Immune responses depend on the ability of leukocytes to move from the circulation into tissues. Leukocyte extravasation is guided and controlled by endothelial cells that capture circulating leukocytes and open a path for diapedesis.
Regulation of integrin-mediated adhesion controls the slowing down of leukocyte rolling, leukocyte arrest, crawling and migration through the blood vessel wall. Each of these cellular functions is tightly regulated and depends on different extracellular factors and binding partners with varying signalling requirements.
A central step in the diapedesis process involves a mechanism that stimulates the opening of endothelial cell junctions, which depends on regulating the function of VE-cadherin. An alternative, although less common, pathway is the transcellular route through endothelial cells.
The diapedesis process involves many functions of leukocytes and endothelial cells, from stopping intraluminal crawling at suitable exit sites to loosening of endothelial cell contacts, preventing plasma leakage, extending the membrane surface area at endothelial cell junctions, active leukocyte migration through the junctional cleft, preventing reverse transmigration and sealing of the junction after diapedesis.
After crossing the endothelial barrier, leukocytes crawl along pericytes to reach preferential sites of exit through the basement membrane that are characterized by low levels of expression of certain protein components.
Understanding the process of leukocyte diapedesis in more detail will help to identify molecular targets, to interfere with various inflammatory processes.
Immune responses depend on the ability of leukocytes to move from the circulation into tissue. This is enabled by mechanisms that guide leukocytes to the right exit sites and allow them to cross the barrier of the blood vessel wall. This process is regulated by a concerted action between endothelial cells and leukocytes, whereby endothelial cells activate leukocytes and direct them to extravasation sites, and leukocytes in turn instruct endothelial cells to open a path for transmigration. This Review focuses on recently described mechanisms that control and open exit routes for leukocytes through the endothelial barrier.
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The author thanks A. Wintgens for help with the figures and acknowledges the Max Planck Society, the Deutsche Forschungsgemeinschaft (SFB629, SFB 1009 and SFB/TR 128) and the Cells-in-Motion (CiM) Excellence Cluster Münster for funding his research on this topic.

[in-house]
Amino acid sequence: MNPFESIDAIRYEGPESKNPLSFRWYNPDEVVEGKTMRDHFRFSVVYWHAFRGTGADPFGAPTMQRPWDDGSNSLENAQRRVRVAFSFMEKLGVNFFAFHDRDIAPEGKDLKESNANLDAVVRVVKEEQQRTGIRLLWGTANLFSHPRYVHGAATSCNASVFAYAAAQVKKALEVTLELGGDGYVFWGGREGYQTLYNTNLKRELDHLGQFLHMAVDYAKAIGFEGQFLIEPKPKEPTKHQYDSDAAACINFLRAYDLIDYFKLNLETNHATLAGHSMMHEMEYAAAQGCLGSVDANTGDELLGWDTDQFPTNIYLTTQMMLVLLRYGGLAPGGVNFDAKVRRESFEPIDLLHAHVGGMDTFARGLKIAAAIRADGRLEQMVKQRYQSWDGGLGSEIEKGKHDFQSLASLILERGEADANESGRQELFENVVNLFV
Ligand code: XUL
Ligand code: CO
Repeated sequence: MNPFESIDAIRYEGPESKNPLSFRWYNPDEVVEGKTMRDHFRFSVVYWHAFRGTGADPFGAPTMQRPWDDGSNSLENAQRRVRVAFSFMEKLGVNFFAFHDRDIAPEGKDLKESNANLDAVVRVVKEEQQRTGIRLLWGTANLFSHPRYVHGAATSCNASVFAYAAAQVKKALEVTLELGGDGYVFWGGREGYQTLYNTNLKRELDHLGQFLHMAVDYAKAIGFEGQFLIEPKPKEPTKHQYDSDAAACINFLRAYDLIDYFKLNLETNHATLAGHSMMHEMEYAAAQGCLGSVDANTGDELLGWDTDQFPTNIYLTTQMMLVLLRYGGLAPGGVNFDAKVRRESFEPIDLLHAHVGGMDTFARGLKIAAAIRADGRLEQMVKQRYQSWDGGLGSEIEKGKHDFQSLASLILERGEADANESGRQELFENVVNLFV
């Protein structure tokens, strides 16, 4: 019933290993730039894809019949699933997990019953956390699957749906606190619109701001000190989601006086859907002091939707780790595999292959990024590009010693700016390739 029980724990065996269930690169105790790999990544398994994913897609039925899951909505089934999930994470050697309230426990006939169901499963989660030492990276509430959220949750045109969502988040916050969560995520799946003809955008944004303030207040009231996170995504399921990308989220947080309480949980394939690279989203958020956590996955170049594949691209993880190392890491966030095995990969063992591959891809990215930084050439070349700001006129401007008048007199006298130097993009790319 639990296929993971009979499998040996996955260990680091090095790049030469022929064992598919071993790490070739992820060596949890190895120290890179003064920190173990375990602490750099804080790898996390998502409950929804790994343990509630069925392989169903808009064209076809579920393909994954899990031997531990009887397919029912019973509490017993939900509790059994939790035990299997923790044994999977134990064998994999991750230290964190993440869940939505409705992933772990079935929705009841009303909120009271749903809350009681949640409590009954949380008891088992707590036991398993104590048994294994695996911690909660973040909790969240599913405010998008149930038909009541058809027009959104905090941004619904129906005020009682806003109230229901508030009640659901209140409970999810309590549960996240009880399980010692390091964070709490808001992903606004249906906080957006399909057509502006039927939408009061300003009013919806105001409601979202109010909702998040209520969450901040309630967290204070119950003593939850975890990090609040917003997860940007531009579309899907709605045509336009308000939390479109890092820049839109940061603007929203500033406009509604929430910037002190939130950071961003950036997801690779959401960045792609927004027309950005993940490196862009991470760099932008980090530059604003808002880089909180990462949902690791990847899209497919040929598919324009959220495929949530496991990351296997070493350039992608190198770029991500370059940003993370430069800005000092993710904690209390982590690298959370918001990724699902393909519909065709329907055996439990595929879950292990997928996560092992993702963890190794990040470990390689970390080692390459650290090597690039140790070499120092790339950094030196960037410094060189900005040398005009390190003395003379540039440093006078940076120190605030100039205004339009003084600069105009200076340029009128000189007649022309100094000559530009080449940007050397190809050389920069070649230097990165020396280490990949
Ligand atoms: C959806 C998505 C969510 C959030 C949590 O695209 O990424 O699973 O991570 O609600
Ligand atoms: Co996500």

The author declares no competing financial interests.
- Pathogen-associated molecular patterns
(PAMPs). Microbial products that stimulate cells of the innate immune system by binding to an array of pattern-recognition receptors.
- Damage-associated molecular patterns
(DAMPs). Molecules that are released by stressed and damaged cells and function as endogenous danger signals by promoting the innate immune response.
Perivascular cells that wrap around capillaries and venules throughout the organism.
- Tight and adherens junctions
Intermingled junctions that form a belt of closely associated plasma membranes at cell contacts that regulate paracellular flux and cell contact stability between endothelial cells. The major components of these junctions are claudins, occludin, junctional adhesion molecules, endothelial cell-selective adhesion molecule and vascular endothelial cadherin.
A type of junction that is found in epithelial and muscle cells, where intermediate filaments are linked to the plasma membrane. Although blood vessel endothelial cells do not contain classical desmosomes, they do express desmosomal cadherins.
- Reverse transmigration
Transmigration of leukocytes in an abluminal-to-luminal direction under conditions of ischaemia–reperfusion injury.
- Lateral border recycling compartment
(LBRC). An endothelial intracellular vesicle compartment that forms a membrane network just below the plasma membrane at regions of cell contact. Stimulation of PECAM1 has been suggested to trigger the recycling of this membrane compartment to the junctional surface, where the additional membrane surface may help to accommodate the diapedesing leukocyte.
- Blood–brain barrier
The highly selective and tight barrier of the vascular wall of blood vessels of the brain that separates the circulating blood from the central nervous system.
- Hereditary haemorrhagic telangiectasia
A multiorgan vascular dysplasia characterized by multiple arteriovenous malformations that lack an intervening capillary network.
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Vestweber, D. How leukocytes cross the vascular endothelium. Nat Rev Immunol 15, 692–704 (2015). https://doi.org/10.1038/nri3908
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